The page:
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Madison Bumgarner won his first World Series game four years ago on Halloween. Tonight he pulled another ghoulish trick: He used his 93-MPH death ray to suck the soul from James Shields and usurp his nickname.

Not that Bumgarner needs one. But you can call him Big Game Bum if you want. His performance will be analyzed eighty ways to Jefferson City between now and the start of Game 2, so I won't bother. But I will point you to this Fangraphs article, which explains smartly (is there any other way at Fangraphs?) how Bumgarner has become an elite fastball pitcher. Hitters look for the signature slider/cutter, and Bum just pumps 93 deep into the game. And he also breaks out the Eric Stults sub-70MPH curve. Where did that come from?

Whoops, I said I wasn't going to analyze his pitching tonight. What I will note is something very unsabermetric: experience. The soi-disant Big Game Shields fellow came out looking like he'd snorted a little too much pulverized adrenal gland before the game. The blood was pumping, the fastball was sailing, and the change-up wasn't doing much of anything. He left one of the latter around belt high to Gregor Blanco, who got just enough to dunk it into center for a leadoff single.

Then Joe Panik whacked a high fastball to the warning track in left, and Blanco didn't over-react, which a World Series newbie might have done. He made a great and perhaps underappreciated baserunning play by tagging on the fly and taking second base.

Then a succession of more great at-bats, including Brandon Belt, who calmly took a walk. Morse was the only Giant batter who looked anxious in the inning.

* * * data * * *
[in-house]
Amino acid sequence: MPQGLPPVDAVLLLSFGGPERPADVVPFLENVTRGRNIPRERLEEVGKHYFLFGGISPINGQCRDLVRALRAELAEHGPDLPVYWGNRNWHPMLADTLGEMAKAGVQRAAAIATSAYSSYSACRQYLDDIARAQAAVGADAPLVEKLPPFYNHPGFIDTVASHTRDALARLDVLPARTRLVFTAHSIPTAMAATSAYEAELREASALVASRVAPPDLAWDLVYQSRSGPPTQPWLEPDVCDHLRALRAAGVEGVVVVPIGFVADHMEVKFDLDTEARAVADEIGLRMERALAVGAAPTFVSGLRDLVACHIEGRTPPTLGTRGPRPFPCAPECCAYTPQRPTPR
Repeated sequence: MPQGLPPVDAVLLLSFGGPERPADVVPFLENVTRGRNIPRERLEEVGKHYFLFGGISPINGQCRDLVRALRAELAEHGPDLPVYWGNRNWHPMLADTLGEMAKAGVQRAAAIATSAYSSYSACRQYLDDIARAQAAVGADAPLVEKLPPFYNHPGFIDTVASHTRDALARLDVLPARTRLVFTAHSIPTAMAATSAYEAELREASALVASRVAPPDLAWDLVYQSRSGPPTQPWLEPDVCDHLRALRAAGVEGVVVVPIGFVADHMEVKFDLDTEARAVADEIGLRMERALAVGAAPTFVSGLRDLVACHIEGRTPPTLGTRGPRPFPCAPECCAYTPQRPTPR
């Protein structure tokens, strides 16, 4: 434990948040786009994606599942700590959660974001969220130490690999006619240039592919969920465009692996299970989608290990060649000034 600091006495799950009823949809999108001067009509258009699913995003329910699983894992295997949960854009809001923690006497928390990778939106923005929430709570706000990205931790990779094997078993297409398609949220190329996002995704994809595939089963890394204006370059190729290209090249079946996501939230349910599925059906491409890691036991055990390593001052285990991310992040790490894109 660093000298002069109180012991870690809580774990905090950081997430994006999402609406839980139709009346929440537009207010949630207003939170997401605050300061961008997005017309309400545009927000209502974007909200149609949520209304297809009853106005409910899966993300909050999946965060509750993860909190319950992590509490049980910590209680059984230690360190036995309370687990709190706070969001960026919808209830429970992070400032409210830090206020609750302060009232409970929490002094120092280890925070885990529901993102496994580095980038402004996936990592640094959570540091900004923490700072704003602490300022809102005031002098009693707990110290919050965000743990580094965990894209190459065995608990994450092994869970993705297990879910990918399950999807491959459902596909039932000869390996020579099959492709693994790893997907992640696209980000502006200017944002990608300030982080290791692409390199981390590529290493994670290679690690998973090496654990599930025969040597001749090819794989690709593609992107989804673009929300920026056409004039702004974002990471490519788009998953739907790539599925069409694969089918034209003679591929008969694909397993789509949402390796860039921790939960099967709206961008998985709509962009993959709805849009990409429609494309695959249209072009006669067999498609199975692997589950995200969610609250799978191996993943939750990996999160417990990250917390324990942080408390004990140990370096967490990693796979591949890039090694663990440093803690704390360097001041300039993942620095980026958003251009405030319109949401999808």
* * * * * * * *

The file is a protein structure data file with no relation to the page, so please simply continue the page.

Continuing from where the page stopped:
You could argue Tim Flannery was too geeked up, sending Buster Posey homeward on the Panda's double, but I'll (gasp) give the Fox guys credit: They noticed how the ball caromed away from right-fielder Aoki, whose momentum was going in the opposite direction---that's what Flannery probably saw when he gave Buster the windmill. But Aoki recovered quickly, and the ball didn't roll far. That, plus two great throws, and Buster was toast at the plate. Well, and Posey's imitation of Ben "The Thing" Grimm pounding his stone-heavy legs around the bases. But still, I don't think it was Flannery's adrenaline that fucked it up, I think it was an early read of a situation that didn't quite unfold as expected.

I haven't seen post-game interviews or notes, but I'm guessing Shields will admit to the adrenaline thing. And that's what I mean by experience. It's one thing to try to act like you've been there, and be cool, it's another thing to actually have been there. Shields took a while to corral the World-Series-Holy-Shit-termites in his skull---made worse by not having pitched in 10 days---and the Giants pounded him.

KC lefty Danny Duffy seemed to have a similar moment, entering when it was 4-0 and walking Brandon Crawford and Gregor Blanco to make it 5-0. That was pretty much it, folks. It was up to 7-0 when I began a small secret wish to #LetTimmyPitch, but I had no problem with Bochy's decision to give Hunter Strickland a garbage-time inning.

The Fox guys -- I believe it was Harold Reynolds -- noted that Strickland had been "working on things" in the bullpen, mainly a slider. As if Strickland didn't have one previously, and that's why he gave up all those horrible terrible no good very bad home runs to people like Bryce Harper.

No Harold, that wasn't the reason. It was because guys were sitting on the fastball and he threw it down the middle, or middle-in. He should be able to throw the fastball in any situation as long as he hits his spots, and that's what he did successfully tonight. Yes, he needs a slider, and he has a good one, as Josh Willingham found out to end the game tonight, but 98-MPH fastballs just off the outside corner go a long way toward not having people like Bryce Harper fleck you with spittle during their home run trots.

I don't expect Game 2 to be this easy, but there's a good chance it'll be more exciting in a nonpartisan kind of way.


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